Embraer SA is betting on a rising U.S. economy to draw wealthy buyers to its latest business jets even as cost-conscious companies cut private air travel and some owners including former billionaire Eike Batista are forced to unload their planes.
The first of the jets, the mid-size Legacy 500 seating as many as 12 people, is due to enter service in 2014’s first half and will be the first Embraer model built for that market niche. The Legacy 450, a so-called mid-light model, is to follow a year later, Sao Jose dos Campos, Brazil-based Embraer said.
Embraer’s challenge: Even as Brazil’s biggest planemaker bets on the new corporate aircraft to reduce reliance on commercial planes, demand worldwide is running at barely half of 2008’s pace. Chief Executive Officer Frederico Curado said in a July 26 conference call that the market is “softening,” though he still expects the company to reach sales targets.
“Embraer is making a call on its expectation that United States economic growth will see a rebound up the chain for people that want to buy” mid-size jets again, said Stephen Trent, a Citigroup Inc. analyst in New York. He said the Legacy planes face a “tight” fit in a crowded market.
Until rolling out the Legacy 450 and 500, Embraer drew its mid-sized offerings from its signature regional-jet families, reconfiguring them into luxury aircraft. Now, it’s pushing the new jets in a market crowded by planes from Bombardier Inc. and General Dynamics Corp.’s Gulfstream, as well as used planes such as the mid-size Legacy 600 recently sold by Batista, 56.
Batista, once the country’s richest man, has seen his worth shrink to $300 million as of yesterday from $34.5 billion last year, according to the Bloomberg Billionaires Index. Veja magazine reported last month that he sold his jet to Bank of America Corp., which then leased it.
Batista’s holding company, EBX Group Co., declined to comment yesterday when asked about the jet, and Bank of America didn’t respond to telephone calls and e-mails.
Commercial regional-jet orders, not business aircraft, have buoyed Embraer in 2013, sending the stock up 33 percent through yesterday as Brazil’s benchmark Ibovespa index fell 17 percent. Bombardier rose 30 percent. Orders from U.S. airlines helped push Embraer’s firm order backlog to 366 regional jets, topping the 279 for Montreal-based Bombardier’s competing models. Embraer fell 0.8 percent to 19.05 reais at 11:20 a.m. in Sao Paulo.
Global business-jet deliveries slid to 672 in 2012 from 2008’s 1,315, the General Aviation Manufacturers Association said. This year’s total will be 649, according to Newtown, Connecticut-based researcher Forecast International.
Within that shrunken market, planes the size of the Legacy family face a “drought” of orders, said Brian Foley, a former marketing director at Dassault SA’s Falcon business-jet unit who is now an aviation consultant based in Sparta, New Jersey.
The Legacy 450 has a range of 2,300 nautical miles (4,260 kilometers) and can carry as many as 10 passengers, while the Legacy 500 boasts a 3,000 nautical-mile range. They list for $16 million and $20 million, respectively.
That puts them out of reach for wealthy individuals who might opt for the smallest Embraer model, the Phenom, which can sell for as little as $2.98 million, according to industry website AircraftCompare.com. The planes also lack the range for corporate buyers seeking big business jets such as Bombardier’s Global 8000, which can fly 7,900 nautical miles. Embraer doesn’t have a jet in the large-aircraft, long-range segment.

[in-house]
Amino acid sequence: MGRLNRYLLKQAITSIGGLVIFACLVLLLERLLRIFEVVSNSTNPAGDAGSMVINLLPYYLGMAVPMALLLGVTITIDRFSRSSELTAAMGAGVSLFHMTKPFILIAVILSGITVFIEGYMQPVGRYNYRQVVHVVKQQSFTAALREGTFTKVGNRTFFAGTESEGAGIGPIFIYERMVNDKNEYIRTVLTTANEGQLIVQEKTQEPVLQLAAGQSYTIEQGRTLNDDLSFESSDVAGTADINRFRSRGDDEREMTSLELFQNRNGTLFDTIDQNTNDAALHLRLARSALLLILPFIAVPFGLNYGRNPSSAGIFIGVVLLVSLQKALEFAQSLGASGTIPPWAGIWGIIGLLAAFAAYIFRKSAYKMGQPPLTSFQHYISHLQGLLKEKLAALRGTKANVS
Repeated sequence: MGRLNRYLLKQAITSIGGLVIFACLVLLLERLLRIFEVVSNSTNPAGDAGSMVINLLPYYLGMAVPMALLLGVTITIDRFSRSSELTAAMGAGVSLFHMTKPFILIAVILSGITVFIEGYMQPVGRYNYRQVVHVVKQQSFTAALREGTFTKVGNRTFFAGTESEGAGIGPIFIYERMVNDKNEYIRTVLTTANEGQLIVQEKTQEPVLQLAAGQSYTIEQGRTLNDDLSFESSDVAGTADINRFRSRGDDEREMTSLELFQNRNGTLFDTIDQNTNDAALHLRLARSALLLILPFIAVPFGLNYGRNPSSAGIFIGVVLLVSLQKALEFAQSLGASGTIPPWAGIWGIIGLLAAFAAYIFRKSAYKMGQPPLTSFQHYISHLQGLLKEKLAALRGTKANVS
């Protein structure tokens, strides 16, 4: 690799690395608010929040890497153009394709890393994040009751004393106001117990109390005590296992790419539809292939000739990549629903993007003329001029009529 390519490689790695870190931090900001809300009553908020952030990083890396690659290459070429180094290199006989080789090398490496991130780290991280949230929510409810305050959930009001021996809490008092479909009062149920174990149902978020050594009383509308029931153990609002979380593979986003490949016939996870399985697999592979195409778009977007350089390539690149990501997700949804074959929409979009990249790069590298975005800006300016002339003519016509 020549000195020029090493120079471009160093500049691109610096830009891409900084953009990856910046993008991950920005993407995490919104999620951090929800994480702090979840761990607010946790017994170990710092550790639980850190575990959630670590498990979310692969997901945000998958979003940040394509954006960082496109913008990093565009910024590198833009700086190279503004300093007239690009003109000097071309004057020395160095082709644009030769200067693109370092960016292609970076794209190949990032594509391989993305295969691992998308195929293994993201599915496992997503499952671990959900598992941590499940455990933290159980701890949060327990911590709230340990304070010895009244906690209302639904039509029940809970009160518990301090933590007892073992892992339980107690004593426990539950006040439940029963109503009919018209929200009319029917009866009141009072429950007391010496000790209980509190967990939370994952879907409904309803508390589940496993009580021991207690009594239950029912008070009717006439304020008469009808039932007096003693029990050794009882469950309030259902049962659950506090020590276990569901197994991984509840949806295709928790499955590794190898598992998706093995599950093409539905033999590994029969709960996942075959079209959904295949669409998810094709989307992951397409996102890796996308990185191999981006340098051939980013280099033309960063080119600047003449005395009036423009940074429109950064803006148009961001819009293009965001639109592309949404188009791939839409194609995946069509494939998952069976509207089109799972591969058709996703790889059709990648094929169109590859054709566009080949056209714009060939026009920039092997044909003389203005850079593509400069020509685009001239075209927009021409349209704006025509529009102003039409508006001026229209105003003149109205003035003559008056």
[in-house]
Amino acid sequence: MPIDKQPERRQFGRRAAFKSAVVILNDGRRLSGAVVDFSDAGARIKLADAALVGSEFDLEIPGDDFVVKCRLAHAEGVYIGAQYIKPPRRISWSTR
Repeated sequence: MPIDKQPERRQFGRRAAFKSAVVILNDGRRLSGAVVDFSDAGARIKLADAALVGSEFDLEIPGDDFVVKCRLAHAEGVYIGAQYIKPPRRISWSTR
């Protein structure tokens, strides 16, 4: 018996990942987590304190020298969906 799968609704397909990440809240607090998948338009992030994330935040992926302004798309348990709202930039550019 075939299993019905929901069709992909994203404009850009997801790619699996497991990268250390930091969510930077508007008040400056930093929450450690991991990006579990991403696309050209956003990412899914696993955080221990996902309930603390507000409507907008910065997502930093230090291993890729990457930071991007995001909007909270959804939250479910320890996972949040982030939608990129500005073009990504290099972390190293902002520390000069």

While Embraer doesn’t disclose its order book, its forecast for deliveries of 25 to 30 planes from the Legacy family and the bigger Lineage 1000 this year would show only a slight gain from last year’s 22. The company predicts it will deliver 80 to 90 Phenom light jets, compared with 77 in 2012.
“We see some softening on the upper range on the Legacy 650 market and this higher-end business jet market,” CEO Curado said on the July 26 call. “I would say that we’re probably going more towards the lower end of our guidance than the higher end, but still confident that we can meet our numbers.”
Good news on Phenom sales “doesn’t really matter in terms of sales and dollars,” said Nick Heymann, a William Blair & Co. analyst in New York, in a telephone interview. “You have to sell a zillion of them to get anywhere.”
Heymann rates Embraer’s U.S. depositary receipts as market perform, while Citigroup’s Trent has a sell rating on the ADRs, citing global valuations. Embraer trades at 15 times estimated 2013 earnings, compared with a ratio of 12 for Bombardier and Falls Church, Virginia-based General Dynamics.
Curado is forecasting sales this year of as much as $6.4 billion, while the total for Bombardier, a maker of commuter trains as well as aircraft, may be $18.4 billion, based on analysts’ estimates compiled by Bloomberg. Embraer’s 2012 operating margin was 10 percent, compared with 4.7 percent for Bombardier, based on data compiled by Bloomberg.
Embraer’s effort to use business aircraft to wean itself from dependence on signature regional jets echoes a push with the defense and security division. Executive aviation should produce 25 percent of revenue this year, compared with 21 percent for defense and 52 percent for commercial planes, according to a regulatory filing.
At 3.1 percent, the executive-jet business still trailed Embraer’s others in operating profit margin, with 11.7 percent for commercial aviation and 10.9 percent for defense and security, according to a regulatory filing.
Foley, the consultant, expects that Embraer’s investment in new business jets should pay off.
“Once the small and mid-sized markets perk up a little bit Embraer will benefit,” Foley said. “As the worldwide economies are starting to get a little more stable, Embraer has a business jet family that’s brand new that’s available now. Other manufacturers took a two-year hiatus from development.”